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BACKGROUND

I have a matched data set with 10,000 cases and 20,000 controls. Cases are defined as such due to a diagnosis of COPD (Chronic Obstructive Pulmonary Disease - a lung disease caused by smoking). Controls are healthy controls, matched for age and sex and region of residence. Cases and controls are not matched for socioeconomic variables, although I have that data as well. I have no other data for controls, although variables are plenty for cases. Mathching was done in the design phase of the study, and not during the analyses. to sum up, I have 10,000 cases with COPD and each individual has been matched to two age and sex matched controls.

AIMS Estimate the excess risk of developing dementia among cases, as compared to controls.

PLANNED METHODS

• I Use R; the "survival" and "RMS" packages.

• I plan to use Cox proportional hazards regression for relative risks and some measure of incidence to estimate absolute risks. I have the following questions:

(1) should I take the matching property into account in the Cox regressions? If that is the case, how do You recommend me doing this? Should I use the cluster()-function? the strata()-function? Or could I just ignore the matching?

(2) When calculating the incidence rate (and incidence rate ratio) do I have to adjust anything; I'm asking because mean age and proportion of women is exactly the same in cases and controls (for obvious reasons). Should I go for Poisson based incidence rates? Any other methods to consider?

I'd be very greateful for any advice on this.

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    $\begingroup$ Did the matching process involve discarding any patient data that were already collected? If so this is not a good application of matching and you should go back to the original larger cohort and do covariate adjustment without matching in my opinion. $\endgroup$ – Frank Harrell Nov 23 '14 at 12:52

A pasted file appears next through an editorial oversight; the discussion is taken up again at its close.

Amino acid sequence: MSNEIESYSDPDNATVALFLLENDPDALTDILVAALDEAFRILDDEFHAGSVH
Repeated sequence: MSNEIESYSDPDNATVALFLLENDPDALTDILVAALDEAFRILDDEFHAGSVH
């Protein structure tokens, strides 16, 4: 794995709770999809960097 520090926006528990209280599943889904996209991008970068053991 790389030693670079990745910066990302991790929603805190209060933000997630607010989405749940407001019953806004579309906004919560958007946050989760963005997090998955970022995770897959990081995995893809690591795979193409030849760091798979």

• $\begingroup$ Hi prof Harrell, No it did not involve such a process. We haven't discarded any data actually. Matched controls are only used for one case. Controls have been selected from the general population, via registry-based procedures. I (although I'm not a statician) believe that the matching procedure has not introduced bias. I'm confused about whether and how to use the matching property in the final analyses. $\endgroup$ – Frank49 Nov 23 '14 at 13:08
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    $\begingroup$ I think you could use a stratified Cox model, in which a distinct underlying hazard function is allowed for each stratum (in this case each matched set). I'm not sure though. $\endgroup$ – Adam Robinsson Nov 24 '14 at 8:31
  • $\begingroup$ You may be able to ignore the matching and do a regular covariable adjustment. But see doi:10.1002/sim.5879, or citeulike.org/user/harrelfe/article/12464813 to see additional notes. $\endgroup$ – Frank Harrell Nov 24 '14 at 12:55

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